FIG. 9 shows a fifth embodiment of a suture 900 according to the present invention in which a plurality of conductors 910 is helically disposed around the core 750. Although two conductors, designated by 912 and 914, are shown in FIG. 8, more than two conductors 910 may be used without departing from the scope of the present invention. The conductors 910 may carry the same or differing charges. For example, first and second conductors 912, 914 may carry opposite charges as shown in FIG. 10. When relative conductors carry opposite charges, those conductors are spaced from one another over their entire lengths. The suture 900 of the fifth embodiment is otherwise identical to the suture of the first embodiment, and therefore will not be described in further detail.

Although a preferred use of the fusible suture is to connect tissue during surgery, the suture may also be used to connect objects in non-surgical environments. In view of the above, it will be seen that the several objects of the invention are achieved.

When introducing elements of the present invention or the preferred embodiment(s) thereof, the articles “a”, “an”, “the”, and “said” are intended to mean that there are one or more of the elements. The terms “comprising”, “including”, and “having” are intended to be inclusive and mean that there may be additional elements other than the listed elements.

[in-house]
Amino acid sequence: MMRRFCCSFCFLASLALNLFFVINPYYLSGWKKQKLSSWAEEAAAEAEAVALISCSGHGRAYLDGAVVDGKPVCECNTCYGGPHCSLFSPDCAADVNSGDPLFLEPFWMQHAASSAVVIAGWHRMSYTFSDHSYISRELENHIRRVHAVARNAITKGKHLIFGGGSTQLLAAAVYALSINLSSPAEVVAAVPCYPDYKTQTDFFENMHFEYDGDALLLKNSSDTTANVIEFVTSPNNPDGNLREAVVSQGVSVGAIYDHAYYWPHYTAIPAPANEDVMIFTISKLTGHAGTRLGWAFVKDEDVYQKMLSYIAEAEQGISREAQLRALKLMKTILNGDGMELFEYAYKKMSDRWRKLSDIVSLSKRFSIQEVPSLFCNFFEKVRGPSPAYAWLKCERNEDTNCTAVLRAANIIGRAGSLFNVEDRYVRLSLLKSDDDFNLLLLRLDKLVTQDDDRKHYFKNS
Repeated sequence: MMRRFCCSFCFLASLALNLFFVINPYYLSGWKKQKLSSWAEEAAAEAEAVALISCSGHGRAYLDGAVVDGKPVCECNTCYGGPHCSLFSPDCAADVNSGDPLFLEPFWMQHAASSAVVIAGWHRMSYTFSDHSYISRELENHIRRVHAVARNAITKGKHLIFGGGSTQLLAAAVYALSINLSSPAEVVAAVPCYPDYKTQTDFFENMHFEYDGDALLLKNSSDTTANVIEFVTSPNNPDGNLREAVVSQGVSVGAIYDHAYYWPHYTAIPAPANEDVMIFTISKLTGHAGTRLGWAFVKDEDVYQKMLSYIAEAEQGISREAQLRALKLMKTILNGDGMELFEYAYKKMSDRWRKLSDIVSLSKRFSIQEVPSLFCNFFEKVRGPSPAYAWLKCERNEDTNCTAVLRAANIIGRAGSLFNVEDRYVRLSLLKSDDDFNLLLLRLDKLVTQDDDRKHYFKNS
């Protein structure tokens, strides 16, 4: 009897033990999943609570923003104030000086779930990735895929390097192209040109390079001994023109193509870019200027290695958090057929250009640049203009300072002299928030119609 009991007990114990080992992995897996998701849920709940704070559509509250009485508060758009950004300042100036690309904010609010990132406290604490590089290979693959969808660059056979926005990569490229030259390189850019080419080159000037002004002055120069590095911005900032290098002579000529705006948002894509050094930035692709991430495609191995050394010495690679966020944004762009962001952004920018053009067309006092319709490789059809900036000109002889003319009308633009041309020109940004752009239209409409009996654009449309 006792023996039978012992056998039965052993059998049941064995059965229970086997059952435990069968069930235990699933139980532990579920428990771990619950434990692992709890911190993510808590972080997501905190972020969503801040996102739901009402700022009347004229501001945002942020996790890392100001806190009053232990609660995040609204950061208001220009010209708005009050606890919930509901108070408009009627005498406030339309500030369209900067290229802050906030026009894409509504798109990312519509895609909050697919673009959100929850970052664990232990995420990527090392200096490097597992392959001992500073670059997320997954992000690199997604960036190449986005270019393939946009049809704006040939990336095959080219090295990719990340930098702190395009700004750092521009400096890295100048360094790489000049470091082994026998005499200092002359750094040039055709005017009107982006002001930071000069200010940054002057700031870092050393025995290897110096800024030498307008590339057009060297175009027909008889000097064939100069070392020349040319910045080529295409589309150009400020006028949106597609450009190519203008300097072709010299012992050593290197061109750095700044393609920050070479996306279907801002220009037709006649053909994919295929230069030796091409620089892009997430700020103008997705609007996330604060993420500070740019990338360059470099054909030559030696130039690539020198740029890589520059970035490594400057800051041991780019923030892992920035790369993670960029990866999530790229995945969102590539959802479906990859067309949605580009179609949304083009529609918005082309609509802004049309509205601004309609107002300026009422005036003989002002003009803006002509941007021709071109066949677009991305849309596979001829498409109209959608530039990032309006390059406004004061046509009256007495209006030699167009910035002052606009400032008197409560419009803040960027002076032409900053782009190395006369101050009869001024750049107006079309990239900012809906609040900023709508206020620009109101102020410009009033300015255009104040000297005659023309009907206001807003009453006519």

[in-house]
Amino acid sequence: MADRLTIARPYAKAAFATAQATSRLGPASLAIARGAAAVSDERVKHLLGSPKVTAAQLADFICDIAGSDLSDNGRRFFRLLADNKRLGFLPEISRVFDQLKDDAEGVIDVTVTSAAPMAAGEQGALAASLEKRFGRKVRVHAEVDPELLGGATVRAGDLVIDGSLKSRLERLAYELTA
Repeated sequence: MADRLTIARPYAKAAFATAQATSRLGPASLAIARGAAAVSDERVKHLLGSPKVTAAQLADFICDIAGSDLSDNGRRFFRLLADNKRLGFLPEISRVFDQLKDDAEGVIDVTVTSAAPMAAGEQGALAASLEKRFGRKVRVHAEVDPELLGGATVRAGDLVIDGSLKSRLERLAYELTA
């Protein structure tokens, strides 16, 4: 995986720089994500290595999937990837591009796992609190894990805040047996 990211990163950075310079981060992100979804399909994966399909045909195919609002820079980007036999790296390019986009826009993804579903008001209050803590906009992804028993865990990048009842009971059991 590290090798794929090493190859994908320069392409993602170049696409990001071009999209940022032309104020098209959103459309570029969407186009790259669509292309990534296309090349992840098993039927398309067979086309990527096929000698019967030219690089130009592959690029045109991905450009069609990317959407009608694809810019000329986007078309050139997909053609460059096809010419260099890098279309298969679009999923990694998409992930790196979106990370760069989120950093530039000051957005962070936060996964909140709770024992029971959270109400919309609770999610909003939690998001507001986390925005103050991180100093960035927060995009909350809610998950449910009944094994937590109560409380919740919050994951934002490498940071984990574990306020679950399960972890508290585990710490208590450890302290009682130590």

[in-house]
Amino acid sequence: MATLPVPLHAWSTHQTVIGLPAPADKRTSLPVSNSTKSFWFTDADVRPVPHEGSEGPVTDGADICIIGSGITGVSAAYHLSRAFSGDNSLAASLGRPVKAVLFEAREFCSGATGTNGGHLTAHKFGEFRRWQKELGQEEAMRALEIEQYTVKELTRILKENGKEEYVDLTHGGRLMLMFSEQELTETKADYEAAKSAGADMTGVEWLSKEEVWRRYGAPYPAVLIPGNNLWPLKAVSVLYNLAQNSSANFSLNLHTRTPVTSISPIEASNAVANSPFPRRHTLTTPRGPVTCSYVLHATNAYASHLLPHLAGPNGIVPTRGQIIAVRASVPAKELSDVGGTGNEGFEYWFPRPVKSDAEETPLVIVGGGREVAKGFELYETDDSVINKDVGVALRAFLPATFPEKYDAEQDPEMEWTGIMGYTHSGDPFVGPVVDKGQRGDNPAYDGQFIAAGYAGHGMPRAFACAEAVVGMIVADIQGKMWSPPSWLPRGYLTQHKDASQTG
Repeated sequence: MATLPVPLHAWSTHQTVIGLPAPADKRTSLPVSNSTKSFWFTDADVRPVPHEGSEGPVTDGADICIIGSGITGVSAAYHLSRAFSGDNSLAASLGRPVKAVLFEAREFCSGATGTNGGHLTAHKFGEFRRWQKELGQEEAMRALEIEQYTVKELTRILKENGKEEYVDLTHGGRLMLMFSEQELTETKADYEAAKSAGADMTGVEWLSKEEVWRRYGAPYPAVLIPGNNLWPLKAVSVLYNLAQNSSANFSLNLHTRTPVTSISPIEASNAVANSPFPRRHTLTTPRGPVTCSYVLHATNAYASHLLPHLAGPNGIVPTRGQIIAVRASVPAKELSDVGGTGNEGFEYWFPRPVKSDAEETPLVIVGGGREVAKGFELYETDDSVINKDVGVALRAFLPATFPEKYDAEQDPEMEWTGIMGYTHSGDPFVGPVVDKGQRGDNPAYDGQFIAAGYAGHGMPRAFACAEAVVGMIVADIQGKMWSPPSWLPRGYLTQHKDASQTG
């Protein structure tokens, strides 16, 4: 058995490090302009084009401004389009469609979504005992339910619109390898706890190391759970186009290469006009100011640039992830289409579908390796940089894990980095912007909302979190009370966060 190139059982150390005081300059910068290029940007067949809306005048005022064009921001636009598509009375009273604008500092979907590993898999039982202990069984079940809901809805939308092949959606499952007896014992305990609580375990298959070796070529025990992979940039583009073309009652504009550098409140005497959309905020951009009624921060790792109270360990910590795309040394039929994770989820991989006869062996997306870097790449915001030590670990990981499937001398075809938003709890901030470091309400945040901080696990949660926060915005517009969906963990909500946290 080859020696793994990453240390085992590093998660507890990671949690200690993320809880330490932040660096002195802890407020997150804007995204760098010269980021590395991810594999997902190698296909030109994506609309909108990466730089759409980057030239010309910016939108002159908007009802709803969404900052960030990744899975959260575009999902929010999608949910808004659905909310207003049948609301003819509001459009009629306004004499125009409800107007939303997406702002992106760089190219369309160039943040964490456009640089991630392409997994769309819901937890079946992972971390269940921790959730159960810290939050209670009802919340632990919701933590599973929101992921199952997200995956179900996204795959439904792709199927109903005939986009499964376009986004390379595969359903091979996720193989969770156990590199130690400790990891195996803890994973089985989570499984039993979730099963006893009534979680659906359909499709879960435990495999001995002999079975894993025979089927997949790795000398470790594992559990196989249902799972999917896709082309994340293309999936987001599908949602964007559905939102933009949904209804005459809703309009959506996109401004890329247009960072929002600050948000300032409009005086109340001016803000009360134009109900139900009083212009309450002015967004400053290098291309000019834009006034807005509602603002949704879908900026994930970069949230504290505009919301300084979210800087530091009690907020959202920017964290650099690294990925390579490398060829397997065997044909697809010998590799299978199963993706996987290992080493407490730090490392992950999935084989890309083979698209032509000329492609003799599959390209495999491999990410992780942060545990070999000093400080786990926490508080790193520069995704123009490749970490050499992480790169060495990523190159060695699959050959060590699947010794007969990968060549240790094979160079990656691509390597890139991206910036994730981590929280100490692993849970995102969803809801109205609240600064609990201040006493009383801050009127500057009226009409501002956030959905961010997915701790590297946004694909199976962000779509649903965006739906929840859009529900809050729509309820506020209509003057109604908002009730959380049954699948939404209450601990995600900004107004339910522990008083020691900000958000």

As various changes could be made in the above constructions without departing from the scope of the invention, it is intended that all matter contained in the above description or shown in the accompanying drawings shall be interpreted as illustrative and not in a limiting sense.

Patent Citations
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Referenced by
Citing PatentFiling datePublication dateApplicantTitle
US20100298872 *Nov 26, 2008Nov 25, 2010Aesculap AgSurgical suture material consisting of braided thread
Classifications
U.S. Classification606/228
International ClassificationA61B17/04, A61B17/06
Cooperative ClassificationA61B17/06166, A61B2017/0619
European ClassificationA61B17/06S
Legal Events
DateCodeEventDescription
Aug 27, 2004ASAssignment
Owner name: ETHICON ENDO-SURGERY, INC., OHIO
Free format text: ASSIGNMENT OF ASSIGNORS INTEREST;ASSIGNOR:LONG, GARY L.;REEL/FRAME:015737/0278
Effective date: 20040819